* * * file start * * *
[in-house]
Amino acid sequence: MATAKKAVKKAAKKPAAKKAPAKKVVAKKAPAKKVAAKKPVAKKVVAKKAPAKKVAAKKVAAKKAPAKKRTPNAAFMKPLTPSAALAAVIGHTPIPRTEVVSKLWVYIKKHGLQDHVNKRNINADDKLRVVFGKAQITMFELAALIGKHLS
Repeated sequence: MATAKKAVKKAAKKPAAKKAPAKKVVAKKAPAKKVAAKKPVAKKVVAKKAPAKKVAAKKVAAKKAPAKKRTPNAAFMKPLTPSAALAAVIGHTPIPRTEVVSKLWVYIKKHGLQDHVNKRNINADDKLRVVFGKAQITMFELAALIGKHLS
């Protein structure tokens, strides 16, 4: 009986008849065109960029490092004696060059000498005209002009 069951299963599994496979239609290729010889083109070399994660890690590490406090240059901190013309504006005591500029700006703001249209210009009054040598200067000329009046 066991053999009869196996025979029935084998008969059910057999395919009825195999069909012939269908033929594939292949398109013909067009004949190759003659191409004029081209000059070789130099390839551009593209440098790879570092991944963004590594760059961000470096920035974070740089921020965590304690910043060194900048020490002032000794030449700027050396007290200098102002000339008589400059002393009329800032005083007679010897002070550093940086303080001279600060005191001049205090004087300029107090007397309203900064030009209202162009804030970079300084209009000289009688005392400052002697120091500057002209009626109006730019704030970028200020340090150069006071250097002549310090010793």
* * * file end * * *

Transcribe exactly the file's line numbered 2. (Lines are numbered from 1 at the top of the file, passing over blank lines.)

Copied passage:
Amino acid sequence: MATAKKAVKKAAKKPAAKKAPAKKVVAKKAPAKKVAAKKPVAKKVVAKKAPAKKVAAKKVAAKKAPAKKRTPNAAFMKPLTPSAALAAVIGHTPIPRTEVVSKLWVYIKKHGLQDHVNKRNINADDKLRVVFGKAQITMFELAALIGKHLS